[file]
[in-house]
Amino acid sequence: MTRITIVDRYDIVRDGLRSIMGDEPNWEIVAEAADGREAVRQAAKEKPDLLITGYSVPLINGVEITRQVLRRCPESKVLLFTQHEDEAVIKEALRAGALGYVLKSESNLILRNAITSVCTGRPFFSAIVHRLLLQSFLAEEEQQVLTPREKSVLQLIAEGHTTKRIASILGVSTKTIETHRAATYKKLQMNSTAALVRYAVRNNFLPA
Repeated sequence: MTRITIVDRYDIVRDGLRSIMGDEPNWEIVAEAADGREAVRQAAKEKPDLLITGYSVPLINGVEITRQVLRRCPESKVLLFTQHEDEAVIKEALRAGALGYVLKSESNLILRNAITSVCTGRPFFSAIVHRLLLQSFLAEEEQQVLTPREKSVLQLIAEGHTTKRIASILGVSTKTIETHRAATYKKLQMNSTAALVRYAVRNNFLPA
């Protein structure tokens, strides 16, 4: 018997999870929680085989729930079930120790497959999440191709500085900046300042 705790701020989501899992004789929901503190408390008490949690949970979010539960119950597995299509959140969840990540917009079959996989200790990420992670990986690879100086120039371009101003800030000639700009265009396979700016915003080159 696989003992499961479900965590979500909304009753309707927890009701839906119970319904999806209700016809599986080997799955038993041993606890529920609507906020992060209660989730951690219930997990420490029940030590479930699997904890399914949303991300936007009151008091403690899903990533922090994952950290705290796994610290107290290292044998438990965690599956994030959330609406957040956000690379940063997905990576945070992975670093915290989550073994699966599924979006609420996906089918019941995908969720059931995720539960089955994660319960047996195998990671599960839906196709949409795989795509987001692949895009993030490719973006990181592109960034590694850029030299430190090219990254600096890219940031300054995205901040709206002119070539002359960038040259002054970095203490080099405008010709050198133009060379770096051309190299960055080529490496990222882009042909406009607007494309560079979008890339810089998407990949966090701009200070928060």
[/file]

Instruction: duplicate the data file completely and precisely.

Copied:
[in-house]
Amino acid sequence: MTRITIVDRYDIVRDGLRSIMGDEPNWEIVAEAADGREAVRQAAKEKPDLLITGYSVPLINGVEITRQVLRRCPESKVLLFTQHEDEAVIKEALRAGALGYVLKSESNLILRNAITSVCTGRPFFSAIVHRLLLQSFLAEEEQQVLTPREKSVLQLIAEGHTTKRIASILGVSTKTIETHRAATYKKLQMNSTAALVRYAVRNNFLPA
Repeated sequence: MTRITIVDRYDIVRDGLRSIMGDEPNWEIVAEAADGREAVRQAAKEKPDLLITGYSVPLINGVEITRQVLRRCPESKVLLFTQHEDEAVIKEALRAGALGYVLKSESNLILRNAITSVCTGRPFFSAIVHRLLLQSFLAEEEQQVLTPREKSVLQLIAEGHTTKRIASILGVSTKTIETHRAATYKKLQMNSTAALVRYAVRNNFLPA
């Protein structure tokens, strides 16, 4: 018997999870929680085989729930079930120790497959999440191709500085900046300042 705790701020989501899992004789929901503190408390008490949690949970979010539960119950597995299509959140969840990540917009079959996989200790990420992670990986690879100086120039371009101003800030000639700009265009396979700016915003080159 696989003992499961479900965590979500909304009753309707927890009701839906119970319904999806209700016809599986080997799955038993041993606890529920609507906020992060209660989730951690219930997990420490029940030590479930699997904890399914949303991300936007009151008091403690899903990533922090994952950290705290796994610290107290290292044998438990965690599956994030959330609406957040956000690379940063997905990576945070992975670093915290989550073994699966599924979006609420996906089918019941995908969720059931995720539960089955994660319960047996195998990671599960839906196709949409795989795509987001692949895009993030490719973006990181592109960034590694850029030299430190090219990254600096890219940031300054995205901040709206002119070539002359960038040259002054970095203490080099405008010709050198133009060379770096051309190299960055080529490496990222882009042909406009607007494309560079979008890339810089998407990949966090701009200070928060």